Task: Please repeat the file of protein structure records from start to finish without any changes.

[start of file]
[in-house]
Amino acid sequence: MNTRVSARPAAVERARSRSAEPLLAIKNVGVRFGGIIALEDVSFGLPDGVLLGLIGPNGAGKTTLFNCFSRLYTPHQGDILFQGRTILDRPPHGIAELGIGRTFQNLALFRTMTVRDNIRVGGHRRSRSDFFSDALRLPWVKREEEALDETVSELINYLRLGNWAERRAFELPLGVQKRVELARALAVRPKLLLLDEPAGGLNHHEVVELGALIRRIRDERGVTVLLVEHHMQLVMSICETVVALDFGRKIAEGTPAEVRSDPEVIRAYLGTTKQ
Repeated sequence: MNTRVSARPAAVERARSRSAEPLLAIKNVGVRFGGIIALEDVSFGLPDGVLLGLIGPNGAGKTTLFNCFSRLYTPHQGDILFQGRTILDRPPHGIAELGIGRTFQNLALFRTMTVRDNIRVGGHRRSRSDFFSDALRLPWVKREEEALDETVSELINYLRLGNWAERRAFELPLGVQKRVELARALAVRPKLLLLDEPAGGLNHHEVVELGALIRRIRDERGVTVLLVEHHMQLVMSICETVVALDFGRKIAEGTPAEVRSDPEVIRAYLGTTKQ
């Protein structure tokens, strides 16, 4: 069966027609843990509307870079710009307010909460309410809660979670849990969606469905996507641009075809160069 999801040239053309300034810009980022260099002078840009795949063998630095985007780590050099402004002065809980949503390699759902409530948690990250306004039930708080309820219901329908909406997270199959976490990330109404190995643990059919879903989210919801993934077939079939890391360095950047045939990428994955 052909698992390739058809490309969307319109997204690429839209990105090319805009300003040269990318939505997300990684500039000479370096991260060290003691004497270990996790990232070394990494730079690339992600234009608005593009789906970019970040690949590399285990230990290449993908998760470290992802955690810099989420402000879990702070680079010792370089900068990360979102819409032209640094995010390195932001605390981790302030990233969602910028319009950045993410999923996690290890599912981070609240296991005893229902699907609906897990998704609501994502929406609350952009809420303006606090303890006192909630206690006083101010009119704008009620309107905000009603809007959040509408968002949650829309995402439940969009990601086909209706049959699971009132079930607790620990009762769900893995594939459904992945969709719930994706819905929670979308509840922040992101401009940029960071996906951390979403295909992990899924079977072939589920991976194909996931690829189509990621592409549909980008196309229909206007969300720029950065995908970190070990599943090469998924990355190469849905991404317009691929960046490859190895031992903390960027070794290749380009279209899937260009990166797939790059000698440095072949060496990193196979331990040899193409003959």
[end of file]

[in-house]
Amino acid sequence: MNTRVSARPAAVERARSRSAEPLLAIKNVGVRFGGIIALEDVSFGLPDGVLLGLIGPNGAGKTTLFNCFSRLYTPHQGDILFQGRTILDRPPHGIAELGIGRTFQNLALFRTMTVRDNIRVGGHRRSRSDFFSDALRLPWVKREEEALDETVSELINYLRLGNWAERRAFELPLGVQKRVELARALAVRPKLLLLDEPAGGLNHHEVVELGALIRRIRDERGVTVLLVEHHMQLVMSICETVVALDFGRKIAEGTPAEVRSDPEVIRAYLGTTKQ
Repeated sequence: MNTRVSARPAAVERARSRSAEPLLAIKNVGVRFGGIIALEDVSFGLPDGVLLGLIGPNGAGKTTLFNCFSRLYTPHQGDILFQGRTILDRPPHGIAELGIGRTFQNLALFRTMTVRDNIRVGGHRRSRSDFFSDALRLPWVKREEEALDETVSELINYLRLGNWAERRAFELPLGVQKRVELARALAVRPKLLLLDEPAGGLNHHEVVELGALIRRIRDERGVTVLLVEHHMQLVMSICETVVALDFGRKIAEGTPAEVRSDPEVIRAYLGTTKQ
């Protein structure tokens, strides 16, 4: 069966027609843990509307870079710009307010909460309410809660979670849990969606469905996507641009075809160069 999801040239053309300034810009980022260099002078840009795949063998630095985007780590050099402004002065809980949503390699759902409530948690990250306004039930708080309820219901329908909406997270199959976490990330109404190995643990059919879903989210919801993934077939079939890391360095950047045939990428994955 052909698992390739058809490309969307319109997204690429839209990105090319805009300003040269990318939505997300990684500039000479370096991260060290003691004497270990996790990232070394990494730079690339992600234009608005593009789906970019970040690949590399285990230990290449993908998760470290992802955690810099989420402000879990702070680079010792370089900068990360979102819409032209640094995010390195932001605390981790302030990233969602910028319009950045993410999923996690290890599912981070609240296991005893229902699907609906897990998704609501994502929406609350952009809420303006606090303890006192909630206690006083101010009119704008009620309107905000009603809007959040509408968002949650829309995402439940969009990601086909209706049959699971009132079930607790620990009762769900893995594939459904992945969709719930994706819905929670979308509840922040992101401009940029960071996906951390979403295909992990899924079977072939589920991976194909996931690829189509990621592409549909980008196309229909206007969300720029950065995908970190070990599943090469998924990355190469849905991404317009691929960046490859190895031992903390960027070794290749380009279209899937260009990166797939790059000698440095072949060496990193196979331990040899193409003959």